Prevalence of Bovine Trypanosomosis, Tsetse Density and Farmers Perceptions on the Impact of Control Program in Kellem Wollega Zone, Western Oromia, EthiopiaBedaso Kebede Kassaye1* and Dereje Tsegaye2
- *Corresponding Author:
- Bedaso Kebede Kassaye
Veterinary Drug and Animal Feed Administration and Control Authority
Ministry of Agriculture, Addis Ababa, Ethiopia
E-mail: [email protected]
Received date: November 10, 2015; Accepted date: January 08, 2016; Published date: January 11, 2016
Citation: Kassaye BK, Tsegaye D (2016) Prevalence of Bovine Trypanosomosis, Tsetse Density and Farmers Perceptions on the Impact of Control Program in Kellem Wollega Zone, Western Oromia, Ethiopia. J Veterinar Sci Technol 7:295. doi:10.4172/2157-7579.1000295
Copyright: © 2016 Kassaye BK, et al. This is an open-access article distributed under the terms of the Creative Commons Attribution License, which permits unrestricted use, distribution, and reproduction in any medium, provided the original author and source are credited.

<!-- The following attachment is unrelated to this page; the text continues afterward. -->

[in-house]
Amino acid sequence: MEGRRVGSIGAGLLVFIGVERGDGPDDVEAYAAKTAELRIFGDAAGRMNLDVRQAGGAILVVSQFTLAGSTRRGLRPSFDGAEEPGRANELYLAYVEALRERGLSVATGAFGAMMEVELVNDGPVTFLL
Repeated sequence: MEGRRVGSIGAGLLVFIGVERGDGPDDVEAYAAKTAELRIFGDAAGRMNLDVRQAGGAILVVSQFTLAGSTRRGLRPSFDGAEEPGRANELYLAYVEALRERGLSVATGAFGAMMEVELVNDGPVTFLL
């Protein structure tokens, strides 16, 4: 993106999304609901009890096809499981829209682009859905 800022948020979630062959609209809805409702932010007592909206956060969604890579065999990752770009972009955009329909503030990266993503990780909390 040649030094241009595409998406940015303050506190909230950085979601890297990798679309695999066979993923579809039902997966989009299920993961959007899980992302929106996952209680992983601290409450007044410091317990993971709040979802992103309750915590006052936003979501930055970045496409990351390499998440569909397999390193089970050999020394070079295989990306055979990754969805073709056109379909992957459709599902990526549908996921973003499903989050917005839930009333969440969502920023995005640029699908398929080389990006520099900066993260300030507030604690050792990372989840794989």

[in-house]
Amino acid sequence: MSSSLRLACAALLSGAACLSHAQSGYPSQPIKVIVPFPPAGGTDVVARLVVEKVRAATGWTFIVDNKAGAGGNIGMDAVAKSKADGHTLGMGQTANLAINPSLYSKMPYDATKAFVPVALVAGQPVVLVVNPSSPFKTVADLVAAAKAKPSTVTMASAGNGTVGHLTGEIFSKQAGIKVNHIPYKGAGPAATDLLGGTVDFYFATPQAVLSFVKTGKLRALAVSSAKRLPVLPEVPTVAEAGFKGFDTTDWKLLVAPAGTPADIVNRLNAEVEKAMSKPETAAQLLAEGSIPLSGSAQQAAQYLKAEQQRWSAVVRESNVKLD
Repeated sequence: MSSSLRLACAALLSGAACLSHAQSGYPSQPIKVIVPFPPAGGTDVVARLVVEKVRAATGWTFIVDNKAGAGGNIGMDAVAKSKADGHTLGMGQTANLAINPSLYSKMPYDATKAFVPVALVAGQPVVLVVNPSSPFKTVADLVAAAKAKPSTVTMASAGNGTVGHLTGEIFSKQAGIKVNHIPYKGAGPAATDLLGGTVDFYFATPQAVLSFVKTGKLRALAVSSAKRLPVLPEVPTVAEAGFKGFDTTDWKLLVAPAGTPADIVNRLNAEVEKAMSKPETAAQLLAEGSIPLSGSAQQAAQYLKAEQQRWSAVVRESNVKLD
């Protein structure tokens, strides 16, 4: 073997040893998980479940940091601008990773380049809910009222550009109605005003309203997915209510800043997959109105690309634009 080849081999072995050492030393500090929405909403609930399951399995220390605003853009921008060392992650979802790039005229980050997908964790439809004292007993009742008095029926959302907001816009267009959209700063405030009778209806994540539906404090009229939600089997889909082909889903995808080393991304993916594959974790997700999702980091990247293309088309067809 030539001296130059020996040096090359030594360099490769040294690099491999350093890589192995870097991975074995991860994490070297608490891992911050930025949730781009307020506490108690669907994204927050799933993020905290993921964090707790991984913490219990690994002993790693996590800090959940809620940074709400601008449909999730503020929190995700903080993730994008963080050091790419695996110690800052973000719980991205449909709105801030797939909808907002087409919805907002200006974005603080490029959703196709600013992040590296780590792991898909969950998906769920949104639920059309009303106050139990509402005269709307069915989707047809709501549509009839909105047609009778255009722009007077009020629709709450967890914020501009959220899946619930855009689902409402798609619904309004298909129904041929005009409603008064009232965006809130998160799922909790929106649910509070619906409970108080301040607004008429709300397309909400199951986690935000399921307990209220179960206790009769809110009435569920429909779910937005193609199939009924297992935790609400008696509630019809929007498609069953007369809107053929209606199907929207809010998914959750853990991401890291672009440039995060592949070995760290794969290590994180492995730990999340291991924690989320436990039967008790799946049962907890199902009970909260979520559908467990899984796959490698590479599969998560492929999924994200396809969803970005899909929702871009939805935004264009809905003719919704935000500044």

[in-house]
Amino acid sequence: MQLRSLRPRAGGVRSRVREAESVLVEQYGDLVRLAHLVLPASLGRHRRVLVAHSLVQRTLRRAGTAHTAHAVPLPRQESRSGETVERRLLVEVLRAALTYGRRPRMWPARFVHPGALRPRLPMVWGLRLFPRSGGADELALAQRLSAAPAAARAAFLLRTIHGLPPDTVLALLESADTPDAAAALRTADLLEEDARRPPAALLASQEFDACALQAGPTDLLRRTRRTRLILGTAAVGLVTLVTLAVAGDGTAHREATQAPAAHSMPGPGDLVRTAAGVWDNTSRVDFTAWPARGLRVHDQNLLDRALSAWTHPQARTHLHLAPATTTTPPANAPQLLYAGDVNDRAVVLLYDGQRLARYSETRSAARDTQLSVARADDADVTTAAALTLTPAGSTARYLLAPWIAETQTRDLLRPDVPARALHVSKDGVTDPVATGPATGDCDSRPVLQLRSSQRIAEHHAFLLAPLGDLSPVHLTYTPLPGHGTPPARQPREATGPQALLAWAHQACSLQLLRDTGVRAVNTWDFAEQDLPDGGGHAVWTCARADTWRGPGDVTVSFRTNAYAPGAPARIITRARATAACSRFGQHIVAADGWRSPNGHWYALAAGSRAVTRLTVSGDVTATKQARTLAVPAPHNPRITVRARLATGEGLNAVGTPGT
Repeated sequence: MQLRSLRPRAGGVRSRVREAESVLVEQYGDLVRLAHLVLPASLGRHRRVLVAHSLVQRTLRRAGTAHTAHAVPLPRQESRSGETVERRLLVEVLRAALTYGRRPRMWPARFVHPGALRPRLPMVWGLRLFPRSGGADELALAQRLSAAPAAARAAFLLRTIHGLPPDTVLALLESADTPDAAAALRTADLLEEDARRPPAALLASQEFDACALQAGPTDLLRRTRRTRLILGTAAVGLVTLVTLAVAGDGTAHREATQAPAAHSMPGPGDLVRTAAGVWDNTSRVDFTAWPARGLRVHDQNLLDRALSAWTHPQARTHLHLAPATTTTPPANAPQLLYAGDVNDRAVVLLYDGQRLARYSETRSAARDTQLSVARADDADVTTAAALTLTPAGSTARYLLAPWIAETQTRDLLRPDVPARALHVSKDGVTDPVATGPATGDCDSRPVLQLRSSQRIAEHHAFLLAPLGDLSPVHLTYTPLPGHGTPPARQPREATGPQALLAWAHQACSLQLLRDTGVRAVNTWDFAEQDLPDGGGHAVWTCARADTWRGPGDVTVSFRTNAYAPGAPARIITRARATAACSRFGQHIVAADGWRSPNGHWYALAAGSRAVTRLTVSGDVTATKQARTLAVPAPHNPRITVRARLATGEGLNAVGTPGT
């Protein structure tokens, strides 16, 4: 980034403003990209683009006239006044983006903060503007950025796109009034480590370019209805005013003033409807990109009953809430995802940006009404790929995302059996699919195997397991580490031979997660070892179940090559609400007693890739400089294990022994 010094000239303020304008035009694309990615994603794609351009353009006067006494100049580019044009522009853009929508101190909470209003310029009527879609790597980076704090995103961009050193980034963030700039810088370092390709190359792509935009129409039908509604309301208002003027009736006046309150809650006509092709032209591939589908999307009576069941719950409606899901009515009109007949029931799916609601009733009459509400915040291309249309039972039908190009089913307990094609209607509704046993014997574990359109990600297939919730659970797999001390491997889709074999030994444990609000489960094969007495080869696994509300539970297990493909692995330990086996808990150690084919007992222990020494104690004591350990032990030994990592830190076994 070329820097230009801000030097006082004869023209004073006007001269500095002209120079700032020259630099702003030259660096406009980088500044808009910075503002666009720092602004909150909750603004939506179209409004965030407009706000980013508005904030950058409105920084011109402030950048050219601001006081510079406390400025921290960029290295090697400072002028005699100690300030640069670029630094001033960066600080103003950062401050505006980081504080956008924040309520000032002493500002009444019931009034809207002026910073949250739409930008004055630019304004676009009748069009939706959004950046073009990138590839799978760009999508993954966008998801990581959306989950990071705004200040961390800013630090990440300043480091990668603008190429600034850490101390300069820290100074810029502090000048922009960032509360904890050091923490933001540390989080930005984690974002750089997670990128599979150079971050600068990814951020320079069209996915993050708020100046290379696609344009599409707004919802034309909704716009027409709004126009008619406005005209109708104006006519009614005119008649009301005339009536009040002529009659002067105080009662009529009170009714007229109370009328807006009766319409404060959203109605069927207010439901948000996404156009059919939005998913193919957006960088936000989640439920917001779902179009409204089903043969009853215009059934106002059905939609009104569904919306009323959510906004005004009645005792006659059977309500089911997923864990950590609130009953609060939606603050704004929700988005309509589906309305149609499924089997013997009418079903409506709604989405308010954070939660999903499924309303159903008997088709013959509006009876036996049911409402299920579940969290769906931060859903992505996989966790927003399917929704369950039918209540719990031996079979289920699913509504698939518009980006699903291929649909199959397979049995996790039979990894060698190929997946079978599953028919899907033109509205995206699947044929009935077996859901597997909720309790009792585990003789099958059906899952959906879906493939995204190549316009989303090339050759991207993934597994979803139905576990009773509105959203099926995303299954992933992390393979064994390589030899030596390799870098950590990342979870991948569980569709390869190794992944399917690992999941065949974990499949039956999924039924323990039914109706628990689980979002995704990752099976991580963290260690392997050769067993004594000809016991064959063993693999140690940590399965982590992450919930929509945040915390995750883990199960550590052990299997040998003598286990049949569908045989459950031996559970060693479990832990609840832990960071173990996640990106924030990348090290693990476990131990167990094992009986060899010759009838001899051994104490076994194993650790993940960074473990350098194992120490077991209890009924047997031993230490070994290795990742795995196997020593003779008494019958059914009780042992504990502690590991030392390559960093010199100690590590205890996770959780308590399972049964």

A study was conducted from November 2011 to April 2012 Dale Wabera and Dale Sadi Districts of Kellem Wollega Zone of western Oromia. The objectives of the study were to assess the owners' perception on the impact of Trypanosomosis and its control, determine the prevalence of bovine Trypanosomosis and to assess the distribution and apparent densities of vectors of the Trypanosomosis. Blood samples from a total of 589 cattle randomly selected indigenous zebu cattle from 6 peasant association were taken and examined with conventional hematological and parasitological techniques. Among the total cattle examined 51(8.7%) animals were found to be positive for trypanosomosis infection. Most of trypanosome positive cases were due to Trypanosoma congolense which accounted for 86.3% and T.vivax which was 9.8%. Eventhough there were variation of infection rates within different age groups and body condition. Mean packed cell volume (PCV) of a parasitaemic animals were significantly lower than those of aparasitaemic (P<0.05). For entomological survey, a total of 100 monoconical traps were deployed in 6 PAs. The apparent density of tsetse flies caught was 4.8 fly per trap per day. A total of 105 villagers were interviewed of which 56 were from Dale Wabera and 49 from Dale Sadi Districts. Based on the interview result, trypanosomosis is the most common disease of livestock disease. About 97% of respondents knew as tsetse flies are transmitter of the disease, about 87.6% of respondents indicate that the sources of trypanocidal drugs are veterinary clinic, while the remaining was bought from private legal and illegal shops. Most of the farmers (88.6%) brought their animal to the veterinary clinic and treat them by animal health science personnel while about 7.6% of farmers were treated by themselves at home. The diminazine aceturate and Isometamidium chloride are the commonly drugs used to treat trypanosomosis.